Tas Native and Weed edibles

Tasmanian natives that produce as well as look pretty & other plants more commonly thought of as weeds that are edible.
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Shepherds Purse - Capsella Bursa-pastoris - The young leaves, before the plant comes into flower, add to salads, older leaves are a cress and cabbage substitute, more  peppery with age. Young flowering shoots can be eaten like broccoli. Seed - very fiddly to harvest, can be eaten raw or cooked - it used to be ground into a meal and used in soups etc. see link for more esp as Mosquito trap!  For good photos: http://www.ipm.ucdavis.edu/PMG/WEEDS/shepherdspurse.html

Shepherds Purse - Capsella Bursa-pastoris - The young leaves, before the plant comes into flower, add to salads, older leaves are a cress and cabbage substitute, more peppery with age. Young flowering shoots can be eaten like broccoli. Seed - very fiddly to harvest, can be eaten raw or cooked - it used to be ground into a meal and used in soups etc. see link for more esp as Mosquito trap! For good photos: http://www.ipm.ucdavis.edu/PMG/WEEDS/shepherdspurse.html

Lomandra longifolia 'Sagg'  Up to 70cm. has tasty leaf bases, a little reminiscent of peas

Lomandra longifolia 'Sagg' Up to 70cm. has tasty leaf bases, a little reminiscent of peas

Salicornia quinqueflora 'Sea Asparagus' Found in a range of soil types from sands through sandy loams, clay loams to clay but prefers the heavier textures.  Normally grows to 30 cm tall, sometimes to 50 cm but often much shorter and forming mats to only a few cm height.

Salicornia quinqueflora 'Sea Asparagus' Found in a range of soil types from sands through sandy loams, clay loams to clay but prefers the heavier textures. Normally grows to 30 cm tall, sometimes to 50 cm but often much shorter and forming mats to only a few cm height.

COPROSMA quadrifida - Native currant  grows to 3m. High with a spread of 1.5 m. Shiny red fruits 7mm long 5mm across; sweet and juicy with one or two seeds large enough to have to be spat out; edible. The early settlers in Australia used the fruit in puddings.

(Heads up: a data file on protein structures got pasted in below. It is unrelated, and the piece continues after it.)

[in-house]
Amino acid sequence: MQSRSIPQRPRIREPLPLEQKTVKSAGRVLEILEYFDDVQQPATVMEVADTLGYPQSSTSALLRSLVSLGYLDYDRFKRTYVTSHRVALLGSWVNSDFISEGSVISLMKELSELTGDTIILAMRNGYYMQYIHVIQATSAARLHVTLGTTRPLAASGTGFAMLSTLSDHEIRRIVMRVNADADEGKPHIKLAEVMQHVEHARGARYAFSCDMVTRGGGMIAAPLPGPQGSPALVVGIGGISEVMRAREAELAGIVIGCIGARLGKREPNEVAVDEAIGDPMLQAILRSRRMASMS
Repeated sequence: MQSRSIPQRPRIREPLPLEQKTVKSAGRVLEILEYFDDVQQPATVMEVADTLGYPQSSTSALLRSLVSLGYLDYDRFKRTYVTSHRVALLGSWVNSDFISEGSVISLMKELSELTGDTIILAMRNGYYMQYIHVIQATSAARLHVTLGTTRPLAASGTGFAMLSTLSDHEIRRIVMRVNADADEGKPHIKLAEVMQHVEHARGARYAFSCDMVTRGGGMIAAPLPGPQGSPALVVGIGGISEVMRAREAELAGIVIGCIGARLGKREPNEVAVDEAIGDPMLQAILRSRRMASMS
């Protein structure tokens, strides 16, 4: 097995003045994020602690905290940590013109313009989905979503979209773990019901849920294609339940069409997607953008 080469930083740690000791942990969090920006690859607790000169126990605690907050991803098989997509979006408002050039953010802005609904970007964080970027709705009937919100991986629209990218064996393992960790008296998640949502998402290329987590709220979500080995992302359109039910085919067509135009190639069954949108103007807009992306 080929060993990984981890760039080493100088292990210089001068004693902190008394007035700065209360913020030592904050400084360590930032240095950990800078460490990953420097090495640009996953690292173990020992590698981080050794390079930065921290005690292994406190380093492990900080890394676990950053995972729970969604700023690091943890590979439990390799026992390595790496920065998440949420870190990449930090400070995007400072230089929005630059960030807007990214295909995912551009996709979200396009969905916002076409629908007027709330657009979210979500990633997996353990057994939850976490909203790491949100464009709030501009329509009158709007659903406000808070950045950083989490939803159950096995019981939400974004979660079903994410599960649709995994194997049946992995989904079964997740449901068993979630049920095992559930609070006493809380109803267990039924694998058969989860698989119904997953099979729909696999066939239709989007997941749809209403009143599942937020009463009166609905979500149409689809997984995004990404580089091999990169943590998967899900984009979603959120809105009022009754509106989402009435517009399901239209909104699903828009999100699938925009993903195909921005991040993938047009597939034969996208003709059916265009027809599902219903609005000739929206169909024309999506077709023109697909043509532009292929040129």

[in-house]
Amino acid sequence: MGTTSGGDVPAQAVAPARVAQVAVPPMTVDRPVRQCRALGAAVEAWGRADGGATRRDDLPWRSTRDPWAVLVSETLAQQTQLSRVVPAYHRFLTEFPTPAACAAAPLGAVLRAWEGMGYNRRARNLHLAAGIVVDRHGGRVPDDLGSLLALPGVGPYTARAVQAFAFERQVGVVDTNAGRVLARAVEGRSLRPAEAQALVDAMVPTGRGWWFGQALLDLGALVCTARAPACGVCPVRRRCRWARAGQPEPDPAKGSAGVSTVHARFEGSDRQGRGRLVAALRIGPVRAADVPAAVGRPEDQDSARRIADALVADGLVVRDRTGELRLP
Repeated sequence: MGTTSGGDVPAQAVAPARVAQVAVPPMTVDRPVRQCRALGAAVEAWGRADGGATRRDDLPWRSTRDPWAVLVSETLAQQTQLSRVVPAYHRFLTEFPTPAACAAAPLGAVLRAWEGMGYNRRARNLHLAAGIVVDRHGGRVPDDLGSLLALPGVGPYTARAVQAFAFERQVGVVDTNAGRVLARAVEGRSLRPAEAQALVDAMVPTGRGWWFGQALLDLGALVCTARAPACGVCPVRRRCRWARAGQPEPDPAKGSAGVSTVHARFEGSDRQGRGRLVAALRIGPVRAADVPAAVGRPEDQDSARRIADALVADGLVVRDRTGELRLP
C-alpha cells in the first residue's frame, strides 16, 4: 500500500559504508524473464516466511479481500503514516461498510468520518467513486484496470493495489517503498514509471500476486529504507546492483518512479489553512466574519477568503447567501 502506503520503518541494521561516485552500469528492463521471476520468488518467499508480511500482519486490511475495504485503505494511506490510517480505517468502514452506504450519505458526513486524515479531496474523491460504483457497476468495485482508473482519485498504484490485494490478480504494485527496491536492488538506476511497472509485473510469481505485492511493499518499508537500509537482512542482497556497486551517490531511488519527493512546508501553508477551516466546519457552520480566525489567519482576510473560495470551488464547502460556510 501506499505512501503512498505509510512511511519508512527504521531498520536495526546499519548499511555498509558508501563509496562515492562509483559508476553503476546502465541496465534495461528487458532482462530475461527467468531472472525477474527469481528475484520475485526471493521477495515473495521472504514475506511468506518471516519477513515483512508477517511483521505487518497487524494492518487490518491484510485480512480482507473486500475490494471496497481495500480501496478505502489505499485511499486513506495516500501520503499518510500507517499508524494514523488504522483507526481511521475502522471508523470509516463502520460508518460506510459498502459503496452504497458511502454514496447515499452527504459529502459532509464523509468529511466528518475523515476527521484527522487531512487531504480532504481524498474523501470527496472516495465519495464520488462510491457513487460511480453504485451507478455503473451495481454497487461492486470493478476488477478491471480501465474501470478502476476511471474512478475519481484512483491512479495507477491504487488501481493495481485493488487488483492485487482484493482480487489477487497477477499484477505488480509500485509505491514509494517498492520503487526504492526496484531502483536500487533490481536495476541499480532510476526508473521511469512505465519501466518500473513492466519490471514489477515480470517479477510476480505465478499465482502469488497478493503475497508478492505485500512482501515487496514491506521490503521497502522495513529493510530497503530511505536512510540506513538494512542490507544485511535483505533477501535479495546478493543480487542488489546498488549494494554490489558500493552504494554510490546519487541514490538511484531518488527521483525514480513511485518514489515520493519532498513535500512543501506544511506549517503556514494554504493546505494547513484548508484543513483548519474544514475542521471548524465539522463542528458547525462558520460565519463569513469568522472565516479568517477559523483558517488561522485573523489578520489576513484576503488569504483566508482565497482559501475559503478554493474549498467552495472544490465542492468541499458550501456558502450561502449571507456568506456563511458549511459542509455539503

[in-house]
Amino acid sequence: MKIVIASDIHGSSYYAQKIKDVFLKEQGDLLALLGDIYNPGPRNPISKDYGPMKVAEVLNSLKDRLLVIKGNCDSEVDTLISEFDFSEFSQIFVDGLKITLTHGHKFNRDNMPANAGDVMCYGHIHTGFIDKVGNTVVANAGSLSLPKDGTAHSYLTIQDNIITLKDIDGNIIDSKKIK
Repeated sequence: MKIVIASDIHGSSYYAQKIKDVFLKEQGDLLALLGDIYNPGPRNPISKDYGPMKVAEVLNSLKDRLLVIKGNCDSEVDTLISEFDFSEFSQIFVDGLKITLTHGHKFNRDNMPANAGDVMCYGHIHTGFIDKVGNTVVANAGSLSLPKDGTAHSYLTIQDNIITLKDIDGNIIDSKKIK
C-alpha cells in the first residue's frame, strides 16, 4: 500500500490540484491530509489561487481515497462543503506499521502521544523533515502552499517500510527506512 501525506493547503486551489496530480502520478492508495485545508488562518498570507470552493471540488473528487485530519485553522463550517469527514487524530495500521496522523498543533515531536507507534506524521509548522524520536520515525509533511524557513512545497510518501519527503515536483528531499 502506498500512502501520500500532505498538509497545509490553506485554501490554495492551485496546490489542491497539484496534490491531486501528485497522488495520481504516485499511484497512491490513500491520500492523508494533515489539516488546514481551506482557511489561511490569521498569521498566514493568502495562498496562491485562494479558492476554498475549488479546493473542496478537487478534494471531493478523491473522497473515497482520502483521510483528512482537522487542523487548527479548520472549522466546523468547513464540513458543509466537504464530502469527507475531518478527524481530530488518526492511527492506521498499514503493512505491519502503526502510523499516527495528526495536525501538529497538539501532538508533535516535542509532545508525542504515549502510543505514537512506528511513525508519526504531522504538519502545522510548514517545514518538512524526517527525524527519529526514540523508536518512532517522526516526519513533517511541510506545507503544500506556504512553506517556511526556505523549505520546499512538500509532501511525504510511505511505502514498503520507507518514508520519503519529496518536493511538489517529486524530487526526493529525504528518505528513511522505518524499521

COPROSMA quadrifida - Native currant grows to 3m. High with a spread of 1.5 m. Shiny red fruits 7mm long 5mm across; sweet and juicy with one or two seeds large enough to have to be spat out; edible. The early settlers in Australia used the fruit in puddings.

Kunzea ambigua 'Sweet White Kunzea' Tree to 5m, Very hardy, adaptable to a range of soils but prefers a light to medium soil in an open sunny position. Drought and frost resistant.

Kunzea ambigua 'Sweet White Kunzea' Tree to 5m, Very hardy, adaptable to a range of soils but prefers a light to medium soil in an open sunny position. Drought and frost resistant.

Suaeda australis (Seablite) -  Suitable for: light (sandy), medium (loamy) and heavy (clay) soils. Suitable pH: acid, neutral and basic (alkaline) soils and can grow in saline soils. Can grow in semi-shade (light woodland) or no shade. It prefers moist soil. The plant can tolerate maritime exposure. Can eat raw, cooked or pickled

Suaeda australis (Seablite) - Suitable for: light (sandy), medium (loamy) and heavy (clay) soils. Suitable pH: acid, neutral and basic (alkaline) soils and can grow in saline soils. Can grow in semi-shade (light woodland) or no shade. It prefers moist soil. The plant can tolerate maritime exposure. Can eat raw, cooked or pickled

Acacia sophorae 'Coastal Wattle' Fast growing and hardy plant tolerant of all soils provided they are not waterlogged. At best in sunny position. maintenance	Prune to maintain shape and promote a bushy habit. Tolerant of frost, drought, salt and smog. flowers: Spring. w4m h5m plant 100cm apart used in frontline coastal sand dune regeneration. Useful as hedges or windbreaks. Seeds are edible and can be roasted or ground into flour.

Acacia sophorae 'Coastal Wattle' Fast growing and hardy plant tolerant of all soils provided they are not waterlogged. At best in sunny position. maintenance Prune to maintain shape and promote a bushy habit. Tolerant of frost, drought, salt and smog. flowers: Spring. w4m h5m plant 100cm apart used in frontline coastal sand dune regeneration. Useful as hedges or windbreaks. Seeds are edible and can be roasted or ground into flour.

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